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Less than two hundred years ago, the Baha’i Faith brought a new set of teachings that would not only drastically affect individual lives, but set a precedent for the total reorganization of human society.
Since the Baha’i Faith’s beginnings in the mid-19th century, the global Baha’i community has been earnestly transforming these teachings into action in our individual lives, families, and communities. With that development of a framework for spiritual and social transformation, we have seen the fruits of what these teachings offer – the beginnings of a society defined by justice, love, peace, and unity. One subject, however, has remained perplexingly vague since the early years of the Faith: What would a global economy grounded in spiritual values look like?
This same question first arose for me during my college years studying economics. It seemed that everywhere in the world, the economic order was not working for the majority of our human family, and many were in a dire and untenable state. Yet inside the classroom, the conversation could not have been more detached from the current global situation where a deeply human issue had been reduced to a simplified and methodical science. Where economic models and formulas couldn’t answer my question of how we can reform an unsustainable system, I began to turn to my Faith for a new perspective. What I found was far from what I had learned to expect in the classroom – instead, it was based on spiritual principles and bound to individual action.
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Several Baha’i teachings bear directly on this important question, chiefly the principle of a spiritual solution to the world’s economic problems, which Abdu’l-Baha briefly outlined in an address he gave in Boston, Massachusetts in July of 1912. He explained that:
The fundamentals of the whole economic condition are divine in nature and are associated with the world of the heart and spirit. This is fully explained in the Baha’i teaching, and without knowledge of its principles no improvement in the economic state can be realized. The Baha’is will bring about this improvement and betterment but not through sedition and appeal to physical force — not through warfare, but welfare. Hearts must be so cemented together, love must become so dominant that the rich shall most willingly extend assistance to the poor and take steps to establish these economic adjustments permanently … Strive, therefore, to create love in the hearts in order that they may become glowing and radiant … When the love of God is established, everything else will be realized. This is the true foundation of all economics.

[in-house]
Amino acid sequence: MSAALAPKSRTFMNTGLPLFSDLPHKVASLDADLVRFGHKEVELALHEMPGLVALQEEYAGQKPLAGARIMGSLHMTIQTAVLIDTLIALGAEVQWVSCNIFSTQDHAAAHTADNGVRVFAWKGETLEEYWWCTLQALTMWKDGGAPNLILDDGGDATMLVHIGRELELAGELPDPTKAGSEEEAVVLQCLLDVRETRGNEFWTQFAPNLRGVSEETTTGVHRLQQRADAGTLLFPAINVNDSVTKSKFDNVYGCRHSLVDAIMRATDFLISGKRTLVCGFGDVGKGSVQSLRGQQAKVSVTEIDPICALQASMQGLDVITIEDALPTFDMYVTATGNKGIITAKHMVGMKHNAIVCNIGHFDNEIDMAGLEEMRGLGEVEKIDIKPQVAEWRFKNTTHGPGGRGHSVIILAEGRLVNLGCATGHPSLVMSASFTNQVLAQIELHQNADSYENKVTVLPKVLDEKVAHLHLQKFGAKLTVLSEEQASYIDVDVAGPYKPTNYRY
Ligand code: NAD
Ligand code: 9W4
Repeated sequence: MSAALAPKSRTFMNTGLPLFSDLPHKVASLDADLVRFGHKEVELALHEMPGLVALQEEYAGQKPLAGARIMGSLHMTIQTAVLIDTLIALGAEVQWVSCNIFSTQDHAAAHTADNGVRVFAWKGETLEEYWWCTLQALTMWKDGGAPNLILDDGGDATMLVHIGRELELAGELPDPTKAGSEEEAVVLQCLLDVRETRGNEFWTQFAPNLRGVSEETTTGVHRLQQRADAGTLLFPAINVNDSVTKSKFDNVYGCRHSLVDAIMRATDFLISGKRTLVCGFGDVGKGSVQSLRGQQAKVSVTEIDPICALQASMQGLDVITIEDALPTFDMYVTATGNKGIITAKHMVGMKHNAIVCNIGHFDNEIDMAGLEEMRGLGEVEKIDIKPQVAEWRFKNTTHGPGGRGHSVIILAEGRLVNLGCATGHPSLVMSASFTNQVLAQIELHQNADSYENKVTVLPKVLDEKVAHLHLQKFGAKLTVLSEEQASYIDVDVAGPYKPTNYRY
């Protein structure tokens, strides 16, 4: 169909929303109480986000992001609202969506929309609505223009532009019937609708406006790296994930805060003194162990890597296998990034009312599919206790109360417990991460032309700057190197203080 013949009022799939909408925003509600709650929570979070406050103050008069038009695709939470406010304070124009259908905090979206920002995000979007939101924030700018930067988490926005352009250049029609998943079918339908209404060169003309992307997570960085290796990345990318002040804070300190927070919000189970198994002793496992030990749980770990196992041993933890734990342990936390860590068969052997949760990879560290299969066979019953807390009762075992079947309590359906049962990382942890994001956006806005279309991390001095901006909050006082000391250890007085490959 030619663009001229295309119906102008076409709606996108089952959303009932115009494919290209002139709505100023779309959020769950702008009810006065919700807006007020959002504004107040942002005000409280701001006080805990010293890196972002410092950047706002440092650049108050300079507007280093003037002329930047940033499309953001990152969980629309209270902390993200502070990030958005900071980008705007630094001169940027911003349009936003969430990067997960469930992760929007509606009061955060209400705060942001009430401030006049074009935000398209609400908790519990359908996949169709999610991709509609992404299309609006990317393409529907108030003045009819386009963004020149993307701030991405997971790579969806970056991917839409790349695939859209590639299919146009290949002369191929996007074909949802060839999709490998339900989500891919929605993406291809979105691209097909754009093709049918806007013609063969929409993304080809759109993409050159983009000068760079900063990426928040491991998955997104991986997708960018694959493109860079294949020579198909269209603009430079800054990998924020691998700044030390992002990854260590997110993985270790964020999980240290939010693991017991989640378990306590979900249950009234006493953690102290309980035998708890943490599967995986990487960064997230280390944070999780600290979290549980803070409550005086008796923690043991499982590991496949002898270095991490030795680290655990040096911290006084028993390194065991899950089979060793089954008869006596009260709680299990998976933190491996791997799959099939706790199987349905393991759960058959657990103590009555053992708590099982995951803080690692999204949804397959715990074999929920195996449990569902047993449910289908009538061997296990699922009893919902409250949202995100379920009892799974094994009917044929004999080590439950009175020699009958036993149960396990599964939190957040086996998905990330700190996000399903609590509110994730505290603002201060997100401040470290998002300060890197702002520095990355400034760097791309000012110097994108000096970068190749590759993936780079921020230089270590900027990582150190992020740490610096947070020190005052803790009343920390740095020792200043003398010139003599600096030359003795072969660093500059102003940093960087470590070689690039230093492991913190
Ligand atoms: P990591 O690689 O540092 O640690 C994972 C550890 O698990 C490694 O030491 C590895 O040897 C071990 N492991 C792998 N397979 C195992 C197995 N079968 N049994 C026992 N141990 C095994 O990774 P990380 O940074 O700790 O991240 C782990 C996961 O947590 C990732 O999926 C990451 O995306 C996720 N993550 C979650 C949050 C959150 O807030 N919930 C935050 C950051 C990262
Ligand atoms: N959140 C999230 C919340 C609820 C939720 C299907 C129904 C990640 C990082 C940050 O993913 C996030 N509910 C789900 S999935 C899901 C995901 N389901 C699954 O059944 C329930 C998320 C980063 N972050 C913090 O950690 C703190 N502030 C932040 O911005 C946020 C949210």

Subsequently, the Universal House of Justice, the democratically-elected leadership body of the Baha’i Faith, has written: “any enduring change for the better in [humanity’s] material affairs requires a change in its spiritual condition.”
A 1931 letter written on his behalf from Shoghi Effendi, the Guardian of the Baha’i Faith, said:
The primary consideration is the spirit that has to permeate our economic life and this will gradually crystallize itself into definite institutions and principles that would help to bring about the ideal conditions foretold by Baha’u’llah.
As a result, over the past quarter-century Baha’is have developed programs for spiritual transformation and social change that have grown and multiplied in villages, towns, and cities around the world. By March of 2017, some of these programs had grown and advanced to a point that could allow for the kind of gradual crystallization of the local area’s economic institutions. For the first time, The Universal House of Justice opened the gate to exploration of models for economic justice and patterns of spiritually-inspired economic behavior in those communities. Their letter announcing this new frontier of Baha’i activity said:
The community-building process … is creating everywhere the ideal environment in which to accrue knowledge and experience, gradually but consistently, about the higher purpose of economic activity … may this exploration become a more pronounced feature of community life, institutional thought, and individual action in the years ahead.
This letter advises Baha’is about how to lay a new foundation for building a new world economy. It won’t be the result of theorizing and postulating, but rather through first advancing spiritual transformation and grassroots community building, and then turning our attention to individual economy-building activities.